A READER (Kondoparinga, which is the name of an up-market country homestay spot in SA)) made some useful points about the need for industry to better organise itself and react more positively when bad things occur. However, rather than spurring on state authorities to take on that responsibility, he urges the big clubs to speak louder. Here’s what he proposed:
“It makes sense for the higher level functions of the various state GOTBA/GBOTA organisations to be assigned to a national body, along with membership rights. The level of membership would then ensure that its voice could not be ignored; either politically or operationally”.
I must disagree. This idea has two wrongs trying to making a right.
First, GBOTA and similar organisations are groups of trainers or owner/trainers, whether active or retired. Such people are already in a position to have their voices heard, formally and informally. However, there is little or no evidence that they have sufficient qualifications to run an industry. It is a vastly different kettle of fish at the top of the pyramid, where progressive business concepts are paramount, to the task of organising race meetings. One of the large clubs, the NSW NCA, failed badly to do either, for example, costing the industry millions as it disintegrated. Indeed, there are any number of successful businessmen at the top of some clubs and all failed to achieve results at the higher level. Perhaps the system beat them?
Second, we have been there and done that. For many years it was common to see state board members come from clubs on an ex officio basis. It never worked. I have personally observed petty jealousies and narrow outlooks outweigh sensible decision-making. It is impossible to avoid bias and conflicts of interest and their backgrounds kept out potential fresh thinkers who might have done a better job. That is why, not long ago, NSW got rid of the concept, although it did not do a very thorough job of it (all members of the last board had relatively recent experience in racing, some in greyhound racing – there were no genuinely independent members at all) and all were sacked anyway.
Then there are other matters. The current national board is by any measure dysfunctional, partly because it has given itself power only over a limited portion of the industry and partly because it has to cope with competing and cumbersome state jealousies. Either factor disqualifies it as a proper representative of the industry. Of course, the big challenge is that the only people who can bring about change are those who are already sitting around the table. In turn, they are all nominees from state boards, some of which proved in 2015 that they were unable to manage their local responsibilities properly. Very circular, isn’t it?
An equally important issue is that experience tells us that, no matter which club official were to get the gig, there would be several others who neither trust nor accept what he says. Such is the nature of the beast. Incidentally, placing “industry representatives” (however defined) on the state board is one of the options facing the Special Commission in NSW. Again, that’s been tried and failed. So if it doesn’t work at state level it has no chance of succeeding nationally.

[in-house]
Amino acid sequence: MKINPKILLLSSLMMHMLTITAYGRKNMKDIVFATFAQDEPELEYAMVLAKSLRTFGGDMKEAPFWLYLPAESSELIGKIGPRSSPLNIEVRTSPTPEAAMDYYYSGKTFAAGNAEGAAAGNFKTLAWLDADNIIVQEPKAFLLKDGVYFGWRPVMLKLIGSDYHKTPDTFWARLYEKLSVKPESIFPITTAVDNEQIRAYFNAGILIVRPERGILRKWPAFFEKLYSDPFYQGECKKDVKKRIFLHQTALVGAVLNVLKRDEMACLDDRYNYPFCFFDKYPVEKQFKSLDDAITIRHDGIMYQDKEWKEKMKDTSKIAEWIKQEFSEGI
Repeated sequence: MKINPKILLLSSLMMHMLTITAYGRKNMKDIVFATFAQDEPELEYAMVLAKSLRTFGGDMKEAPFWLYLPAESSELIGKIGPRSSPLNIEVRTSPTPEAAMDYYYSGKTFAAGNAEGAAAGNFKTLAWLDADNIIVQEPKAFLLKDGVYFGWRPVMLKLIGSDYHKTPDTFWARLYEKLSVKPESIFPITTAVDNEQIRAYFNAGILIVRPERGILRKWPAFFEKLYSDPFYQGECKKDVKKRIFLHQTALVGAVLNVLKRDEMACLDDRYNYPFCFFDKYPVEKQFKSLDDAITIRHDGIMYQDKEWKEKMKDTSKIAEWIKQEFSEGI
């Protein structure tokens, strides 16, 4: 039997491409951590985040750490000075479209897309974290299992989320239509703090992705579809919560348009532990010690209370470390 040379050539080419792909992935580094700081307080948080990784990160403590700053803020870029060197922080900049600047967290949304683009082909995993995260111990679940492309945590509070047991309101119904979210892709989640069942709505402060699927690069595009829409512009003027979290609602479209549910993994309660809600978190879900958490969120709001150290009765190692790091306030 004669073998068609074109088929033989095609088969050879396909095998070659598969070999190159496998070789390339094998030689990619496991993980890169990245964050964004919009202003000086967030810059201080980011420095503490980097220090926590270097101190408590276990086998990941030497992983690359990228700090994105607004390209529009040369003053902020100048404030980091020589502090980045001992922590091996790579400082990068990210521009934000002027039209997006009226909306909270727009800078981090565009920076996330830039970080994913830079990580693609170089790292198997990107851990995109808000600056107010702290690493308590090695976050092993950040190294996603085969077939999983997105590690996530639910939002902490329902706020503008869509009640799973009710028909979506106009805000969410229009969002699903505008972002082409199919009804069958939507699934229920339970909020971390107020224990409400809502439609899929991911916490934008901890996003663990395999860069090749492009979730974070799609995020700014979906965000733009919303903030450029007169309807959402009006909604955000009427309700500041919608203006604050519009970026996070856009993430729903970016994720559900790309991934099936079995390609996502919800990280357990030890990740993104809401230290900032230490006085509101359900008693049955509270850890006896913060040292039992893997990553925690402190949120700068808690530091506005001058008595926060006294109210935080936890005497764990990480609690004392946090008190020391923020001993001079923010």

Anyway, adding more members to a dubious GA board system parallels the “solutions” recommended and implemented by investigators in Victoria and Queensland. Both claimed more bodies would fix the problem but still failed to uncover the real source of management failures. That takes us back to square one.
Yes, both state and national boards need major reform. Independence, transparency and accountability would be a good start.
(Note: This subject is addressed in the just-published report of the GRNSW Joint Working Group which requires more comment later on).
Track sense missing
Mostly, the Shepparton Cup heats on Monday night went to good quality dogs, albeit only one recorded a top time (Aston Bolero, 25.07). Once again (as in similar events at Ballarat and Warrnambool mentioned in these pages), much crashing and barging featured on the way to the first turn. A few well-backed dogs did OK but exotics were in the lap of the gods due to the interference.
Odds-on favourites Shared Equity and Black Frenzy failed to jump at their best and so failed to run a place. On the other hand, stewards queried the run of Legend (LAW in 25.27), wanting the trainer’s explanation for racing “above market expectations”. They should have queried the market instead. Legend started at 40/1 in both states but I had it rated at 8/1. In my view, favourite Black Frenzy was at ‘unders” at $1.90, given a poor box and good beginners all around it. Certainly, Legend improved a bit, mostly due to a lightning start (6.42), but there were three or four other dogs which theoretically should have been competitive with it but failed to measure up.
Stewards might have been better employed working out why Warragul Cup winner and alleged record breaker To The Galos ran so poorly in another heat. It even got edged out of 4th spot in the run home by a $36 outsider. (I still doubt the supposed record time at Warragul and have yet to hear an explanation of the huge difference between the semaphore board time and the “official” time (25.49 v 25.34. No other races in recent times have shown that sort of disparity).
Given the likely improved running, it is a pity GRV did not schedule the hooped lure for this meeting. That may well have given runners a bit more space and a chance of avoiding so many clashes.
In any event, the pattern of racing at all Victorian one-turn tracks tells us that there is a fundamental design flaw present in their layouts. To back up observations and stewards reports of interference, consider that First Four dividends (NSW) for the five Cup heats averaged $776. That is double what you might expect for cleanly run races. Never judge a track by the dog that spears out and leads all the way.